Vivint Solar was expecting aggressive expansion in Nevada starting in July. The company leased a warehouse in Las Vegas and hired more than 30 salespeople, some of who relocated for the position.

Two weeks later, Vivint had closed up shop in Nevada. The company, along with other solar installers, believed that the cap of 235 megawatts for residential solar projects eligible for net metering would not expire until early 2016.

The net metering cap was put in place in late May by the state legislature, after a bitter fight between the solar industry and the local utility, NV Energy. The temporary fix was meant to maintain the status quo while allowing for the state’s public utility commission to craft a new solar policy.

“It’s clear the intent was that, until the public utility commission had a chance to do their full docket of net metering 2.0, the legislature wanted to make sure people aren’t kept from installing solar,” said Dan Black, general counsel to Vivint Solar.

Based on data from NV Energy at the time of that proceeding, the utility was less than halfway to the cap of 235 megawatts, according to Black. Given the headroom, Vivint believed there was substantial opportunity, no matter what happened with the upcoming net-metering debate and subsequent policy from the PUC.

“We were more excited than ever to go into Nevada,” said Chance Allred, VP of sales for Vivint. Shortly thereafter, however, NV Energy told solar installers the cap would be hit by the end of the month, even though the utility was supposedly only halfway there when the legislative fix was enacted in late May, according to Vivint. Residential solar in Nevada came to a grinding halt.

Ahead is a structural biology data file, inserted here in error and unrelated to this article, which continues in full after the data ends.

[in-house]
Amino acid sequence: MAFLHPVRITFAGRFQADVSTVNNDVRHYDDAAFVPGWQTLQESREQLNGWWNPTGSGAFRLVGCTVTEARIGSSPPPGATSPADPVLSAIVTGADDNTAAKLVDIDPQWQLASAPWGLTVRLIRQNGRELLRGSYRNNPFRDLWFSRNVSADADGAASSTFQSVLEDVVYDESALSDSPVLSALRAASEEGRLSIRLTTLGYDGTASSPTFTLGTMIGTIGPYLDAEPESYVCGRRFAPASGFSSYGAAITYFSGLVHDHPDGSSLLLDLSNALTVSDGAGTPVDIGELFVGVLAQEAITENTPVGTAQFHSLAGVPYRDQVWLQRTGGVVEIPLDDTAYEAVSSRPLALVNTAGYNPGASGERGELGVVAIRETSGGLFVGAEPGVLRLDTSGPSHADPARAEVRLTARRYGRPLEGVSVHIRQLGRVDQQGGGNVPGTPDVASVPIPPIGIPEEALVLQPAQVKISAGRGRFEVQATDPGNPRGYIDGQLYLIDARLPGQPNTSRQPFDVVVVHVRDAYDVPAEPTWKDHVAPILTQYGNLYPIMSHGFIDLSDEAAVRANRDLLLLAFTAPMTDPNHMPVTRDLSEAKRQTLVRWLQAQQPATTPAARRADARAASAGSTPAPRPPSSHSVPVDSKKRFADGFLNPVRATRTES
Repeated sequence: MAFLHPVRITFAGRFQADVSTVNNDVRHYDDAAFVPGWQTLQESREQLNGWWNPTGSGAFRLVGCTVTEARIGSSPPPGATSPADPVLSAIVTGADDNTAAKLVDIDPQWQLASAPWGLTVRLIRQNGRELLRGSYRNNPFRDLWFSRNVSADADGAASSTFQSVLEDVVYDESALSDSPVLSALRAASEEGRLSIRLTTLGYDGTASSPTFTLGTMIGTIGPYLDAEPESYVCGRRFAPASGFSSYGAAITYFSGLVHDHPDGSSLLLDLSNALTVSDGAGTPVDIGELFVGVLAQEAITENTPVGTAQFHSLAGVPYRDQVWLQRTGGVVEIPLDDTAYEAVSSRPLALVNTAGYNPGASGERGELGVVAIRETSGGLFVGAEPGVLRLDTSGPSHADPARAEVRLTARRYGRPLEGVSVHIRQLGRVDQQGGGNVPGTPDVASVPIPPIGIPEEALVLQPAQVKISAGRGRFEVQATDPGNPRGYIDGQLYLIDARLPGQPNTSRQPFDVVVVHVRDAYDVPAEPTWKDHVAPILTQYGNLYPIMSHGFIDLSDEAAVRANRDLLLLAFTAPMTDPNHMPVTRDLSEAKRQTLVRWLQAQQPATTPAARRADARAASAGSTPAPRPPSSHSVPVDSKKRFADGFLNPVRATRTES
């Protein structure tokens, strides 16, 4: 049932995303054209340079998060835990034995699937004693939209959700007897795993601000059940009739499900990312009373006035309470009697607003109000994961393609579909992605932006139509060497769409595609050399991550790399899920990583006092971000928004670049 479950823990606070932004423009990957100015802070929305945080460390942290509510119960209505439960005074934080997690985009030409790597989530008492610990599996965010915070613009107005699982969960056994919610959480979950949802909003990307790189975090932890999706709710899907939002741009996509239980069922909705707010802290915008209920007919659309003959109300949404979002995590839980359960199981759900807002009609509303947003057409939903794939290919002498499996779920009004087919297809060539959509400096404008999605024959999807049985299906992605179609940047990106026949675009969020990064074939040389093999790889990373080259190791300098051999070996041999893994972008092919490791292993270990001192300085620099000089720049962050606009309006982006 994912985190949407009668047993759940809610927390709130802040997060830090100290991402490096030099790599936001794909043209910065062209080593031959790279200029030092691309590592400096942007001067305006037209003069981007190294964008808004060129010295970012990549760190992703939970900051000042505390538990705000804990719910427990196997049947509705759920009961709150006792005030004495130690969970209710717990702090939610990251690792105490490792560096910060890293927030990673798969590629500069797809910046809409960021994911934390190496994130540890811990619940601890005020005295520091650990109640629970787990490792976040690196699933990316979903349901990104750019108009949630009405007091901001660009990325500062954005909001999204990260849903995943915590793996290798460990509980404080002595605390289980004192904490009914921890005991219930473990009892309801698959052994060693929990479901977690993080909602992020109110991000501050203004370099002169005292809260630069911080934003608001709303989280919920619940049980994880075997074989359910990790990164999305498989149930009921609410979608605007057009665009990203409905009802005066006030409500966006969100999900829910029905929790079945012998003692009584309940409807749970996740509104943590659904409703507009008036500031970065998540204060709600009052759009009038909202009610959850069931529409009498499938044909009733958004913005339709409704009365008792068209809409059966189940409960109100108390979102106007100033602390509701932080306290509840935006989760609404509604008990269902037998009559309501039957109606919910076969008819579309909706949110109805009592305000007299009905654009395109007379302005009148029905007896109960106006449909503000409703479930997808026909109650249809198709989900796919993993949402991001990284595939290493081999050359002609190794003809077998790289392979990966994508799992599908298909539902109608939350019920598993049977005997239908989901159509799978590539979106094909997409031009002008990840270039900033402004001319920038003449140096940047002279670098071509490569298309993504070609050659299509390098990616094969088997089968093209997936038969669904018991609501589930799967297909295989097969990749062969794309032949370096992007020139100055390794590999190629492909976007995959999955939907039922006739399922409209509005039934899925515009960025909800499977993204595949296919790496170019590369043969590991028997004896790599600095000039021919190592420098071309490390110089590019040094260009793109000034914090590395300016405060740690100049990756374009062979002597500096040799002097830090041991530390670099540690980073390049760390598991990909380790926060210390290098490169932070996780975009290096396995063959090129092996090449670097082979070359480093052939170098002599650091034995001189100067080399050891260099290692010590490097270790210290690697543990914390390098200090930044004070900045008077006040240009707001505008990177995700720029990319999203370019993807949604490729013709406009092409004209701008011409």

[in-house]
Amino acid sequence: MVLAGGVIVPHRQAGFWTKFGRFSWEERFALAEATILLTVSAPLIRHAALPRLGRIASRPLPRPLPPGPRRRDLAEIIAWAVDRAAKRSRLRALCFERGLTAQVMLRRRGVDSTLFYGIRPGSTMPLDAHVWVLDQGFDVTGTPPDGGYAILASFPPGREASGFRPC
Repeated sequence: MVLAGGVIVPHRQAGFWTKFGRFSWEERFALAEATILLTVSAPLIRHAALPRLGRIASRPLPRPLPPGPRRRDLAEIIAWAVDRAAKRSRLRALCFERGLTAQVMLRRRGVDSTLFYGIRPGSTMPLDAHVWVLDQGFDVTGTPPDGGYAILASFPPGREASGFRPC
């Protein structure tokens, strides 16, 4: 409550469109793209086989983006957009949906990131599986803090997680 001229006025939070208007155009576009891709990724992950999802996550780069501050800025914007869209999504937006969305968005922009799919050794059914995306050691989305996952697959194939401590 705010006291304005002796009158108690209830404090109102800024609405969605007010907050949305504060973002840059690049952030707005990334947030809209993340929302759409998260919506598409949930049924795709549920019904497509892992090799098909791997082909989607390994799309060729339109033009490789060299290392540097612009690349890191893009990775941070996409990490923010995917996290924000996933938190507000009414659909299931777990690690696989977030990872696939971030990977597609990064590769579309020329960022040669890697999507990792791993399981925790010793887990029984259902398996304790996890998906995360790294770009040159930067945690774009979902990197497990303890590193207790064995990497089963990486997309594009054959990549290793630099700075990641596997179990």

NV Energy told installers there were nearly 20 megawatts on its system that hadn’t previously been accounted for. But even those additional 20 megawatts don’t quite explain how the cap was met so quickly, according to Black.

“Many of the public conversations don’t ring true from our perspective,” he added. “There’s something funny happening here.”

Vivint now says it does not know when it will be back in Nevada. The Alliance for Solar Choice (TASC), the industry association that counts as members many of the installers already active in the state, has filed a petition with the public utility commission to confirm whether the net-metering program will continue until the PUC decides on a new policy.

NV Energy, however, has filed an application for a new net-metering policy that would include a basic service charge, a demand charge and an energy charge. The PUC has a hearing on Friday to consider NV Energy’s application for a cost-of-service study for net metering. Installers are hoping that the PUC will rule after this hearing to keep the existing net-metering regime in place until a new policy is enacted.

But given NV Energy’s proposal for a new net-metering policy, installers, including Vivint, are not hopeful.

“The net-metering proposal would be one of the worst in the country,” said Allred.

"NV Energy’s proposal would mean the certain end of Nevada’s rooftop solar industry, which is No. 1 in the nation in solar jobs per capita,” Will Craven, spokesperson for TASC, recently told Greentech Media’s Julia Pyper.

NV Energy, however, sees its proposal as a path forward that will not kill solar jobs. "Despite what has been widely reported, NV Energy has no desire to impact jobs at a time when the state's economy needs them,” Paul Caudill, NV Energy president and CEO, said in a statement.

In the short term, however, the ongoing dispute is affecting jobs. “We don’t think everything is going to be fine,” said Allred, “and we’ve completely shut down our operations.”